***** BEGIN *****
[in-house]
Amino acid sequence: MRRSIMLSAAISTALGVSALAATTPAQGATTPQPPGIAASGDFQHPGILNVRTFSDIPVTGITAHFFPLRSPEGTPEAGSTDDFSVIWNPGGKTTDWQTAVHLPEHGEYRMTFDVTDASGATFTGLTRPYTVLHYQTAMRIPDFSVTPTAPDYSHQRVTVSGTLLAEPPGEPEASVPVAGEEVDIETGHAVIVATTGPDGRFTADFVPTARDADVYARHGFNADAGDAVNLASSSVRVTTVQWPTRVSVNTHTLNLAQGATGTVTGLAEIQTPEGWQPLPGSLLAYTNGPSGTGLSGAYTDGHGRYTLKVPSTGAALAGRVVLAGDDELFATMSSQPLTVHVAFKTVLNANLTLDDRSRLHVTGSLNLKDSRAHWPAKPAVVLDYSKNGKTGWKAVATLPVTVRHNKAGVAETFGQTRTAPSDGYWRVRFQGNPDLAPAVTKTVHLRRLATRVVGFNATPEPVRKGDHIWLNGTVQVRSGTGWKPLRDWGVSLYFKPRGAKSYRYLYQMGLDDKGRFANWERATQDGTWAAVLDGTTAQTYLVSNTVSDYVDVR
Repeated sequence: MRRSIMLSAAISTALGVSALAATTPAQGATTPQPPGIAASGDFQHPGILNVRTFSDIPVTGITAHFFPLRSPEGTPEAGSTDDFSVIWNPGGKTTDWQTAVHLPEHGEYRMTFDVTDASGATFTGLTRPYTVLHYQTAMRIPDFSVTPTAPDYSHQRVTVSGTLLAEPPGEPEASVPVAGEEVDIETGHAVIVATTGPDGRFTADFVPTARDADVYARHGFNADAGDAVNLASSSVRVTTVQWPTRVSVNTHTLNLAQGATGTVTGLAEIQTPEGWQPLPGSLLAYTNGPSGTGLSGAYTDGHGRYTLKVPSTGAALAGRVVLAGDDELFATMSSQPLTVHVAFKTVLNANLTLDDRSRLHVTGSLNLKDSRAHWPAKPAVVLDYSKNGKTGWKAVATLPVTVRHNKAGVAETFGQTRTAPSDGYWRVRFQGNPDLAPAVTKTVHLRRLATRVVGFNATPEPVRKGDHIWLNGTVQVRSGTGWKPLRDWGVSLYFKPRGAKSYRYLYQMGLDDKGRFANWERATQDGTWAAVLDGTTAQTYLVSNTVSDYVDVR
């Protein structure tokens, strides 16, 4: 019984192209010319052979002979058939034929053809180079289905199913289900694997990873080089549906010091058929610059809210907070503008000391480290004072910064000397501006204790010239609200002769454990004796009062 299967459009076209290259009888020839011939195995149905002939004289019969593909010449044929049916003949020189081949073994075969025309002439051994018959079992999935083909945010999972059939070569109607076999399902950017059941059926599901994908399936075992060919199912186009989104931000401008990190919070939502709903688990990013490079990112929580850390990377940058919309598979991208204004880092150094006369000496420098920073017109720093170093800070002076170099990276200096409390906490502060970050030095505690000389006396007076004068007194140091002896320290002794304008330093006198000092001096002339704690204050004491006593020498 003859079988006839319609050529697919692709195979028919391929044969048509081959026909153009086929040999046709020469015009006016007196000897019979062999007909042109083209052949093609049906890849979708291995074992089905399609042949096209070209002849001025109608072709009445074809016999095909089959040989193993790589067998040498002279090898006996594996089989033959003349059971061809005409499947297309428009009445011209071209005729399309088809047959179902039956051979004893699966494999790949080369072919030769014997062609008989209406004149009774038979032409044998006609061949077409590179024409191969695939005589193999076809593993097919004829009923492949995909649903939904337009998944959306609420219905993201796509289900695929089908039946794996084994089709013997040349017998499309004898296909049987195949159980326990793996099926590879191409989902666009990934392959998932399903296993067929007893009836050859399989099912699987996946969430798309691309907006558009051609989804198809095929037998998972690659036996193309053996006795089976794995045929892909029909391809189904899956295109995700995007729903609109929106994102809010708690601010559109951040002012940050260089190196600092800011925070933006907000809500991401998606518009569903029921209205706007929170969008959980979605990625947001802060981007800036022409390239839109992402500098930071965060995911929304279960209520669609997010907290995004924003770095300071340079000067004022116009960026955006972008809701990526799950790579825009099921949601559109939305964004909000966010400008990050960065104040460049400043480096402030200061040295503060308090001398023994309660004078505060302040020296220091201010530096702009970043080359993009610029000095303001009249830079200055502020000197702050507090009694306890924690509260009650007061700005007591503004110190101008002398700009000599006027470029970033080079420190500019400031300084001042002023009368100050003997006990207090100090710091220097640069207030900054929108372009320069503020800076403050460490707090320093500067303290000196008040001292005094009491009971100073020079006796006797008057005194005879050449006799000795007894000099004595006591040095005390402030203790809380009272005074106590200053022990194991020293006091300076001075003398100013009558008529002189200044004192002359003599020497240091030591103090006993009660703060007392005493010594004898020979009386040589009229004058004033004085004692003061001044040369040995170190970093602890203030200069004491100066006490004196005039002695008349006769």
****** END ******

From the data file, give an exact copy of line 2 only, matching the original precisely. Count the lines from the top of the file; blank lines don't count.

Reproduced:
Amino acid sequence: MRRSIMLSAAISTALGVSALAATTPAQGATTPQPPGIAASGDFQHPGILNVRTFSDIPVTGITAHFFPLRSPEGTPEAGSTDDFSVIWNPGGKTTDWQTAVHLPEHGEYRMTFDVTDASGATFTGLTRPYTVLHYQTAMRIPDFSVTPTAPDYSHQRVTVSGTLLAEPPGEPEASVPVAGEEVDIETGHAVIVATTGPDGRFTADFVPTARDADVYARHGFNADAGDAVNLASSSVRVTTVQWPTRVSVNTHTLNLAQGATGTVTGLAEIQTPEGWQPLPGSLLAYTNGPSGTGLSGAYTDGHGRYTLKVPSTGAALAGRVVLAGDDELFATMSSQPLTVHVAFKTVLNANLTLDDRSRLHVTGSLNLKDSRAHWPAKPAVVLDYSKNGKTGWKAVATLPVTVRHNKAGVAETFGQTRTAPSDGYWRVRFQGNPDLAPAVTKTVHLRRLATRVVGFNATPEPVRKGDHIWLNGTVQVRSGTGWKPLRDWGVSLYFKPRGAKSYRYLYQMGLDDKGRFANWERATQDGTWAAVLDGTTAQTYLVSNTVSDYVDVR